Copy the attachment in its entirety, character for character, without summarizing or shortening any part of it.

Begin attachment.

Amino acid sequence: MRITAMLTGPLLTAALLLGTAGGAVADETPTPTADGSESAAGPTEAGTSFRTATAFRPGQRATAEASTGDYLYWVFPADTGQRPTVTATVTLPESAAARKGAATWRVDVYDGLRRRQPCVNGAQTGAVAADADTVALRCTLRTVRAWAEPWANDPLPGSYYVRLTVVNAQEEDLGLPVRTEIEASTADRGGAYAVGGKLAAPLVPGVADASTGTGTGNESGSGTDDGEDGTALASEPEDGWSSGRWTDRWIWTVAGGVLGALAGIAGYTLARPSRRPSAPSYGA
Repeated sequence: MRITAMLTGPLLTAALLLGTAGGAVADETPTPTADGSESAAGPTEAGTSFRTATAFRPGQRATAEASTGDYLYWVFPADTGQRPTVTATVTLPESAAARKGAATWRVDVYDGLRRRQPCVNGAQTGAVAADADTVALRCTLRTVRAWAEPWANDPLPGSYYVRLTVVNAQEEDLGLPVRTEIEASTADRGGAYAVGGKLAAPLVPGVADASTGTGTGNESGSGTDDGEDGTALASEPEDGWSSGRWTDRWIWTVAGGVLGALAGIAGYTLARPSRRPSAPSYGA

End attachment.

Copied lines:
Amino acid sequence: MRITAMLTGPLLTAALLLGTAGGAVADETPTPTADGSESAAGPTEAGTSFRTATAFRPGQRATAEASTGDYLYWVFPADTGQRPTVTATVTLPESAAARKGAATWRVDVYDGLRRRQPCVNGAQTGAVAADADTVALRCTLRTVRAWAEPWANDPLPGSYYVRLTVVNAQEEDLGLPVRTEIEASTADRGGAYAVGGKLAAPLVPGVADASTGTGTGNESGSGTDDGEDGTALASEPEDGWSSGRWTDRWIWTVAGGVLGALAGIAGYTLARPSRRPSAPSYGA
Repeated sequence: MRITAMLTGPLLTAALLLGTAGGAVADETPTPTADGSESAAGPTEAGTSFRTATAFRPGQRATAEASTGDYLYWVFPADTGQRPTVTATVTLPESAAARKGAATWRVDVYDGLRRRQPCVNGAQTGAVAADADTVALRCTLRTVRAWAEPWANDPLPGSYYVRLTVVNAQEEDLGLPVRTEIEASTADRGGAYAVGGKLAAPLVPGVADASTGTGTGNESGSGTDDGEDGTALASEPEDGWSSGRWTDRWIWTVAGGVLGALAGIAGYTLARPSRRPSAPSYGA